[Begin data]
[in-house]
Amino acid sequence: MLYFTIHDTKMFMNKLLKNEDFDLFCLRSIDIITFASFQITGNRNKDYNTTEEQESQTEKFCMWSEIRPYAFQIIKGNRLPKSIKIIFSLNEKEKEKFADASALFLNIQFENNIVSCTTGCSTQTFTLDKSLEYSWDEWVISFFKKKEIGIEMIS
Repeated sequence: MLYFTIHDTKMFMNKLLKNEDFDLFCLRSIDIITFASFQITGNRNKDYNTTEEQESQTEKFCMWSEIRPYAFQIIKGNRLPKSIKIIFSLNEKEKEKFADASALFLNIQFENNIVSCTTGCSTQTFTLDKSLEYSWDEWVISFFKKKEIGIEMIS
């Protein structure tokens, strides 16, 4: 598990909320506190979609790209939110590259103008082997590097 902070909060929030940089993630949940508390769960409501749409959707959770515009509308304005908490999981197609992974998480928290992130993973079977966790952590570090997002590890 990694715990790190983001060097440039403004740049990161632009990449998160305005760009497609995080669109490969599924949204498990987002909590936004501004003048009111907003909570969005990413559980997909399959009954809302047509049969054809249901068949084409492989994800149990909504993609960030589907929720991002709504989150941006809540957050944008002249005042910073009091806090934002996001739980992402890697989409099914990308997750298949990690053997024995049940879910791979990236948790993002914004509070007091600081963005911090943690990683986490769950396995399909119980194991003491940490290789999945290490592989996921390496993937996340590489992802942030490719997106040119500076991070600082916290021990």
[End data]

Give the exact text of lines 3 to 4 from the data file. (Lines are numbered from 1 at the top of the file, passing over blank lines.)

Repeated sequence: MLYFTIHDTKMFMNKLLKNEDFDLFCLRSIDIITFASFQITGNRNKDYNTTEEQESQTEKFCMWSEIRPYAFQIIKGNRLPKSIKIIFSLNEKEKEKFADASALFLNIQFENNIVSCTTGCSTQTFTLDKSLEYSWDEWVISFFKKKEIGIEMIS
């Protein structure tokens, strides 16, 4: 598990909320506190979609790209939110590259103008082997590097 902070909060929030940089993630949940508390769960409501749409959707959770515009509308304005908490999981197609992974998480928290992130993973079977966790952590570090997002590890 990694715990790190983001060097440039403004740049990161632009990449998160305005760009497609995080669109490969599924949204498990987002909590936004501004003048009111907003909570969005990413559980997909399959009954809302047509049969054809249901068949084409492989994800149990909504993609960030589907929720991002709504989150941006809540957050944008002249005042910073009091806090934002996001739980992402890697989409099914990308997750298949990690053997024995049940879910791979990236948790993002914004509070007091600081963005911090943690990683986490769950396995399909119980194991003491940490290789999945290490592989996921390496993937996340590489992802942030490719997106040119500076991070600082916290021990």